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Neurolinguistics: Brain and Language

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Brain and language,
neurolinguistics,
Brain science or neuroscience,
Interesting brain facts,
Parts of the brain,
How the two sides process information,
Left Hemisphere,
Right Hemisphere,
Aphasia,
Major Types of Aphasia,
Non-Fluent Aphasia,
Fluent Aphasia,
Broca’s aphasia,
Broca’s aphasia as a syntactic disorder,
Wernicke's aphasia,

Publicado en: Educación
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Neurolinguistics: Brain and Language

  1. 1. Brain and language
  2. 2. Brain and language • Neurolinguisgics: it is concerned with understanding how language is represented and processed in the brain. • Brain science or neuroscience is concerned with understanding how the breadth and depth of human experience is coded in the brain matter.
  3. 3. Interesting brain facts! • About 1.4 kg (2% of body weight) mass of fat & protein with 75% water content • W = 140 mm, L = 167 mm, H = 93 mm. Left hemisphere is larger than the right • 40% grey matter (outer covering: cerebral cortex) 60% white matter (myelinated fiber tracts traveling to & from the cerebral cortex) • 100 billion neurons (166 times human population & would take 171 years to count! • stops growing at 18 • 12 pairs of cranial nerves & 31 pairs of spinal nerves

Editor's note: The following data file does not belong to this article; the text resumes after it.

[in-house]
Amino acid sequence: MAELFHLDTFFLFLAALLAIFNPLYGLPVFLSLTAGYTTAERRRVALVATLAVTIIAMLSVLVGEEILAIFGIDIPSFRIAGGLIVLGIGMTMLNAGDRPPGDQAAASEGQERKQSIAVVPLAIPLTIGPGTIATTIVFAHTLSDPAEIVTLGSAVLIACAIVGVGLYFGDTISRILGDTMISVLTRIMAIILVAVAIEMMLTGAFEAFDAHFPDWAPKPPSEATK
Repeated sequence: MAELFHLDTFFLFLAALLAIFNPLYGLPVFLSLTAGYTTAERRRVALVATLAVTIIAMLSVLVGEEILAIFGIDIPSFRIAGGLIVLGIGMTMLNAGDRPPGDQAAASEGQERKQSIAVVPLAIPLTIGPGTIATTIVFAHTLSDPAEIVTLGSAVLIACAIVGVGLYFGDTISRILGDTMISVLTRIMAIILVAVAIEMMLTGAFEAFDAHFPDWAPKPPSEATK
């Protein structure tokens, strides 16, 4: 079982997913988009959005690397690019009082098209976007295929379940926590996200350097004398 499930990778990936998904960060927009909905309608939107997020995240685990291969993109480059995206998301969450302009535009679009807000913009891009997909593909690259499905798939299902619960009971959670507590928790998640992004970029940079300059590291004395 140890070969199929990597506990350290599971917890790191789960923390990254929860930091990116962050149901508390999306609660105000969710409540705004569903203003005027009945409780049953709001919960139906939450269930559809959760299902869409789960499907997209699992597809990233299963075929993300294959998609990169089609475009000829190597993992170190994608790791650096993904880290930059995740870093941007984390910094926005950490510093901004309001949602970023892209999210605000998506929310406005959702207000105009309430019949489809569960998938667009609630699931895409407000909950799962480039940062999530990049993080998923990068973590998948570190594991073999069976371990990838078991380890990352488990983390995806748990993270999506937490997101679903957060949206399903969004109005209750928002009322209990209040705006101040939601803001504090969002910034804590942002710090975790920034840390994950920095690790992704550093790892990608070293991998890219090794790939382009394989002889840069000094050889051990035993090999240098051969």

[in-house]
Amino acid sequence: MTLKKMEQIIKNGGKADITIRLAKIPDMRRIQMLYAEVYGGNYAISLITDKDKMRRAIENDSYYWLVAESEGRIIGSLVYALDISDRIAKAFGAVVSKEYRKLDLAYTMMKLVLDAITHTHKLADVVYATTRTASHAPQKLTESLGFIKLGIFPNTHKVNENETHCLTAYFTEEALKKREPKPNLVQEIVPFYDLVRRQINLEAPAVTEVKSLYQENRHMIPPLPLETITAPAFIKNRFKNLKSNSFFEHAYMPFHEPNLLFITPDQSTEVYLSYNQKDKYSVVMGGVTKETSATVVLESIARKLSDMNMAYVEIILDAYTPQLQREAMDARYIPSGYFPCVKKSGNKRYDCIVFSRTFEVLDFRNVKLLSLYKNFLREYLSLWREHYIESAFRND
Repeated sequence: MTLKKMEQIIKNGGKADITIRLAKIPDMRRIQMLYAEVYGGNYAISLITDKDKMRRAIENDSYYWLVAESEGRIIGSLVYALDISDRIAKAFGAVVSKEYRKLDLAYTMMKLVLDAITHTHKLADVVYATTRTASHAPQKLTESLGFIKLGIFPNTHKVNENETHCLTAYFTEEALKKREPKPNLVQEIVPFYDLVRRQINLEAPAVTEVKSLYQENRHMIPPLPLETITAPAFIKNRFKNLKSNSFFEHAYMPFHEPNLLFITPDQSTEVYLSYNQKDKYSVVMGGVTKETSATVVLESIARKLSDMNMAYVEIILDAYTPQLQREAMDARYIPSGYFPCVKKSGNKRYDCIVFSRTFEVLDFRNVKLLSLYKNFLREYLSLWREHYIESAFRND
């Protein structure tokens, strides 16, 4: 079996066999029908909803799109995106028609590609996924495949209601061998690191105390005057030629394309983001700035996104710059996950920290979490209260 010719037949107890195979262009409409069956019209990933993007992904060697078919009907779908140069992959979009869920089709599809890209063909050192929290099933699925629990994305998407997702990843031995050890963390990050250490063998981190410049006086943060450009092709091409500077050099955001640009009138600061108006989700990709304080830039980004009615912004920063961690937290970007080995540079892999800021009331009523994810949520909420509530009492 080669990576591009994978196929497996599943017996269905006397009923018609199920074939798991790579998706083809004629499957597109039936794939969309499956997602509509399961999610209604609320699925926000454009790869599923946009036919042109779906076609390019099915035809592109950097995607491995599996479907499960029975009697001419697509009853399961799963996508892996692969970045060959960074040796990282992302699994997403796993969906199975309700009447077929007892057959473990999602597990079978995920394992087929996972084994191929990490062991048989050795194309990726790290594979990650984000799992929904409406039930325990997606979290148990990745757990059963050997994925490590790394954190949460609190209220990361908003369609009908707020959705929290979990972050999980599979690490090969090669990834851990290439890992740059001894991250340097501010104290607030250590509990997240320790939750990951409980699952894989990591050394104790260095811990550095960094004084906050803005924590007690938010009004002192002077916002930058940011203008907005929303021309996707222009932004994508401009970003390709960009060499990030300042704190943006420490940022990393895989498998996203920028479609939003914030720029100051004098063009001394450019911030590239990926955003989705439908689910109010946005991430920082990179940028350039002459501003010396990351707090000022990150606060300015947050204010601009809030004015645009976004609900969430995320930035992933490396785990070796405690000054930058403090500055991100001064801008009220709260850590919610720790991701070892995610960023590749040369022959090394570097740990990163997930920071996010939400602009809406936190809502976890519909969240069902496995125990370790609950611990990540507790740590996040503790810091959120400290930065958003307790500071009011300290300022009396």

4. 4. Parts of the brain Keep in mind there are two distinct sides with different functions
  5. 5. The Brainstem (Pathway to the Body) • Base of brain • Unconscious work • Autonomic functions, e.g., survival, breathing, body functions, etc.
  6. 6. The Cerebellum (Balance) • ‘little brain’ • Large in size • 11% of brain’s weight • Center of balance